Lichtenstein’s ‘effortless’ work isn’t
> Thinking, artistic processes, influence on display at Dixon
Special to The Commercial Appeal
If you thought you knew Roy Lichtenstein, think again. The pop art icon gets a needed reappraisal in the exhibit, “Lichtenstein in Process,” which opens Sunday at The Dixon Gallery and Gardens, 4339 Park.
Nearly 70 works from the 1970s-1990s, including almost 20 colorfully explosive collages, frame the show, which presents the preliminary drafts that went into Lichtenstein’s seemingly effortless — tossed-off, to harsher critics — finished works of art.
“The show is all about Lichtenstein’s working process, his thinking process and his artistic process,” says Dixon curatorial assistant Julie Pierotti. “It really shows his skills as a draftsman in addition to a painter (and) you can see that his work comes from serious sources.”
If anything, Lichtenstein (1923-1997), infamous in his day for not only appropriating popular/commercial imagery in his work but daring to elevate such sensibility to fine art, is more relevant now than ever, the prescient voice of what has become our age of cultural bricolage. The Dixon show — which runs through Jan. 17, 2010 — also re-brands the high-low dichotomy of Lichtenstein’s language into something that is ultimately American in character, another reason why his art continues to inform and connect the way it does.
“He’s an artist’s artist,” says Dixon director Kevin Sharp. “Even the things that come from highly pop sources, in Lichtenstein’s mind, he was just appropriating art. It’s really hard to over-emphasize the influence Lichtenstein had on his own generation, to be sure, but also on the post-moderns that come later.”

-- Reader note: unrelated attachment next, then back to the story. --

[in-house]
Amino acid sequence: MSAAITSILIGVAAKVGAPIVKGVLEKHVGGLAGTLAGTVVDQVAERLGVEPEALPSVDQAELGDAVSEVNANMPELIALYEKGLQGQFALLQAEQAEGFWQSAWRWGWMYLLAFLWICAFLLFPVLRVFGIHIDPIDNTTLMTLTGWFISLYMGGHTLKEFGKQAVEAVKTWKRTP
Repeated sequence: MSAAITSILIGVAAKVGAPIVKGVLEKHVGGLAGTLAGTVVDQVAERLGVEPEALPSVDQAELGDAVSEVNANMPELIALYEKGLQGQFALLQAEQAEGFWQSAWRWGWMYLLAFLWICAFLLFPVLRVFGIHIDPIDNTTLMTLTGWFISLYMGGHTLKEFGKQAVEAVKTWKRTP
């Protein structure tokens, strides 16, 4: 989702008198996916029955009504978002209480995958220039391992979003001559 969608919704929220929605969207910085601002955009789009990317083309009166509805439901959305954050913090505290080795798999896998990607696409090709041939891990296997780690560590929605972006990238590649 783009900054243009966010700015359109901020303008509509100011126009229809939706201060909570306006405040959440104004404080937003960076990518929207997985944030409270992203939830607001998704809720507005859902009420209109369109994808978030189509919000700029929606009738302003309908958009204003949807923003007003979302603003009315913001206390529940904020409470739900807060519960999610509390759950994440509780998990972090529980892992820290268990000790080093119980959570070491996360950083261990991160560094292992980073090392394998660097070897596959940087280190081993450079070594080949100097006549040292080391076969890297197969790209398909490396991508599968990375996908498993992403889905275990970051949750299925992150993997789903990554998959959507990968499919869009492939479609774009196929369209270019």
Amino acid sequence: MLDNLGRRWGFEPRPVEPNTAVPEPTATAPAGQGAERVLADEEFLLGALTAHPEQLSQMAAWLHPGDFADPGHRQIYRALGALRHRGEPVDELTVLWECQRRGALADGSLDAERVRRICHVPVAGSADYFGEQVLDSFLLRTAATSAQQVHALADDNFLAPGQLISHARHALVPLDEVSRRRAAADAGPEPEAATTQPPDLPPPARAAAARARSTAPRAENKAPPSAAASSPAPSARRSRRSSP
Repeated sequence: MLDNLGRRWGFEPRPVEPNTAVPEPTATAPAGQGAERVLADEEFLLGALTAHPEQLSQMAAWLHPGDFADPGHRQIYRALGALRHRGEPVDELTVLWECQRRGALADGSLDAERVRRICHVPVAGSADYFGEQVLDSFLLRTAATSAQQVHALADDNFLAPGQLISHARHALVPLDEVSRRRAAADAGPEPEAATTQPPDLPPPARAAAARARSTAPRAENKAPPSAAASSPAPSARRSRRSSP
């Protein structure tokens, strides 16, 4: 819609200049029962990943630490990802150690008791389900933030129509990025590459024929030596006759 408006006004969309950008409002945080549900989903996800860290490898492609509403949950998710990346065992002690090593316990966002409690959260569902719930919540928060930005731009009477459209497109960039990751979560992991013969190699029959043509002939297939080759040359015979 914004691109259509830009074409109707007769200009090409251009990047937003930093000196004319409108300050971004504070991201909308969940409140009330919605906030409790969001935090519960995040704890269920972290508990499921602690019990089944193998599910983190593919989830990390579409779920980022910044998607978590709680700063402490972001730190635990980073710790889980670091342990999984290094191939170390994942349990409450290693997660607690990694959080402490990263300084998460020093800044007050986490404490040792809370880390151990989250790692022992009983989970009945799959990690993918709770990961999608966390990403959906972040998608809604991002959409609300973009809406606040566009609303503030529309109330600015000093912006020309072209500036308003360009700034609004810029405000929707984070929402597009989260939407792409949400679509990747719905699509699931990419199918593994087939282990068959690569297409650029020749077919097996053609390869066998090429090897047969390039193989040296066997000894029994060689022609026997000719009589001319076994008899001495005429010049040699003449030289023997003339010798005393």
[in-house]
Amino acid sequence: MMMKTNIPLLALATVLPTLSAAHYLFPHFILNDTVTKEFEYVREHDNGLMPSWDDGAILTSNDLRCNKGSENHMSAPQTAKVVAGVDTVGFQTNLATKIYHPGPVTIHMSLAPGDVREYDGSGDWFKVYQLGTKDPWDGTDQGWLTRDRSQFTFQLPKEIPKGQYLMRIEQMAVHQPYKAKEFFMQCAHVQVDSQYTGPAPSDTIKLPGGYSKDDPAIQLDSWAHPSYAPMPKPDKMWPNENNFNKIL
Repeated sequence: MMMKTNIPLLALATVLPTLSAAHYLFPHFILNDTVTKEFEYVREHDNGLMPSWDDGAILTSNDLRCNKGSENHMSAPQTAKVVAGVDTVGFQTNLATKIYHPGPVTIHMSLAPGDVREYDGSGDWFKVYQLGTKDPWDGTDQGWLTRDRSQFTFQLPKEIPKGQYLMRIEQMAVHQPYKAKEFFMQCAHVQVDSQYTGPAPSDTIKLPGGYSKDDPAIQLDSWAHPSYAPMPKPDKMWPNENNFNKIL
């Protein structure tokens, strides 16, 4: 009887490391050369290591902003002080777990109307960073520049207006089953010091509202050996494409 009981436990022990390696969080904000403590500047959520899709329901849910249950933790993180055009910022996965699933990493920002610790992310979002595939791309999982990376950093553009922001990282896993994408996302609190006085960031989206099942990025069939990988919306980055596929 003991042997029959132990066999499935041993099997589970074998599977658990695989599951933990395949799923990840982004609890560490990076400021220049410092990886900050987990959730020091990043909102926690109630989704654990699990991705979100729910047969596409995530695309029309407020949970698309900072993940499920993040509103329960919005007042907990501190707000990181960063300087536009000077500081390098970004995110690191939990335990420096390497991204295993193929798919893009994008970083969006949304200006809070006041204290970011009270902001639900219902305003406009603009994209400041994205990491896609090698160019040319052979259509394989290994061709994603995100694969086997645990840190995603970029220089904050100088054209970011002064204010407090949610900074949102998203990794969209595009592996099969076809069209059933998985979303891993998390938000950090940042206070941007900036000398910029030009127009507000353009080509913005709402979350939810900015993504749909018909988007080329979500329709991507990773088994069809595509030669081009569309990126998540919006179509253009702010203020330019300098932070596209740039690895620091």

Originally organized by Madrid’s Fundación Juan March in conjunction with New York’s Roy Lichtenstein Foundation, the exhibit recently made its American debut at the Katonah Museum of Art in Bedford, N.Y., before heading to Memphis. Katonah and the Dixon have, in fact, been sharing programs, so on the same day that Lichtenstein opens here, the hailed Dixon exhibit, “Bold, Cautious, True: Walt Whitman and American Art of the Civil War Era,” opens at Katonah (Sharp will be in Bedford on Sunday to speak about the Whitman show he curated).
The Lichtenstein exhibit can be enjoyed on a number of levels, not the least as pure eye candy indulgence. But it also forces those who would dismiss his technique as lazy, pop-induced ephemera to reconsider the amount of decision-making that went into his art. By juxtaposing sketches and outlines with collages (works of art in their own right), one can no longer argue that Lichtenstein merely lifted his ideas from the funny papers. Rather, like all great artists, he used what was around him for inspiration, commentary, and, in Lichtenstein’s case, a
healthy amount of deconstructionist verve and wit. In that regard, he isn’t so different from generations of jazz players who have used musical quotation as part of the improvisational process — take away the quote and there’s a lot less to talk about all of a sudden.
The Lichtenstein exhibit is complimented by a concurrent display, “Carry Me! Lucite Handbags from the Caryn Scheidt Collection,” which presents some 150 handbags from the 1950s in the first such show of its kind, according to Sharp. Given the creative designs encouraged by Lucite’s then-cutting-edge technology, the avant-garde glamour of the handbags is at times as modernist as any Lichtenstein painting — functionality taken to artful extremes.
Roy Lichtenstein dared to elevate commercial and popular elements to fine art, as in ‘‘Collage for The Sower’’ (above) from 1984, and in ‘‘Collage for Oval Office II’’ (left) from 1992.